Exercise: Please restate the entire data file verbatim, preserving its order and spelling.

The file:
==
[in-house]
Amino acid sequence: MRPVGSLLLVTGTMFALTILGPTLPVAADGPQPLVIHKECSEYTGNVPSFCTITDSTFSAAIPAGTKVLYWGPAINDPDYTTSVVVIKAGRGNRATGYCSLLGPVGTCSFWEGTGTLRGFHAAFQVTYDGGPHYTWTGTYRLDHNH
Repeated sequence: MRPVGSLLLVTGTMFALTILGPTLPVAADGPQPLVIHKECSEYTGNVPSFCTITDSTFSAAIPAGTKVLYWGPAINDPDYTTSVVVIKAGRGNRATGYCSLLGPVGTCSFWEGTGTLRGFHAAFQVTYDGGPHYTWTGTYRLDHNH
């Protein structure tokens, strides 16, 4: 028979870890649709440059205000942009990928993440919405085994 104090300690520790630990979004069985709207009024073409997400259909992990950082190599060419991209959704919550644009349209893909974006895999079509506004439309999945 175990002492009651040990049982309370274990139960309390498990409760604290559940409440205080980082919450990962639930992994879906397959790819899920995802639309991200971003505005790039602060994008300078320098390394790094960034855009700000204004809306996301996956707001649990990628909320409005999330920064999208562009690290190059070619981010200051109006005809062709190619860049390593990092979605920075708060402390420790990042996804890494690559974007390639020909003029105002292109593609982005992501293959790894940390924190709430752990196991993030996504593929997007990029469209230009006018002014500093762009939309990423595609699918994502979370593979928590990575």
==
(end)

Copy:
[in-house]
Amino acid sequence: MRPVGSLLLVTGTMFALTILGPTLPVAADGPQPLVIHKECSEYTGNVPSFCTITDSTFSAAIPAGTKVLYWGPAINDPDYTTSVVVIKAGRGNRATGYCSLLGPVGTCSFWEGTGTLRGFHAAFQVTYDGGPHYTWTGTYRLDHNH
Repeated sequence: MRPVGSLLLVTGTMFALTILGPTLPVAADGPQPLVIHKECSEYTGNVPSFCTITDSTFSAAIPAGTKVLYWGPAINDPDYTTSVVVIKAGRGNRATGYCSLLGPVGTCSFWEGTGTLRGFHAAFQVTYDGGPHYTWTGTYRLDHNH
């Protein structure tokens, strides 16, 4: 028979870890649709440059205000942009990928993440919405085994 104090300690520790630990979004069985709207009024073409997400259909992990950082190599060419991209959704919550644009349209893909974006895999079509506004439309999945 175990002492009651040990049982309370274990139960309390498990409760604290559940409440205080980082919450990962639930992994879906397959790819899920995802639309991200971003505005790039602060994008300078320098390394790094960034855009700000204004809306996301996956707001649990990628909320409005999330920064999208562009690290190059070619981010200051109006005809062709190619860049390593990092979605920075708060402390420790990042996804890494690559974007390639020909003029105002292109593609982005992501293959790894940390924190709430752990196991993030996504593929997007990029469209230009006018002014500093762009939309990423595609699918994502979370593979928590990575």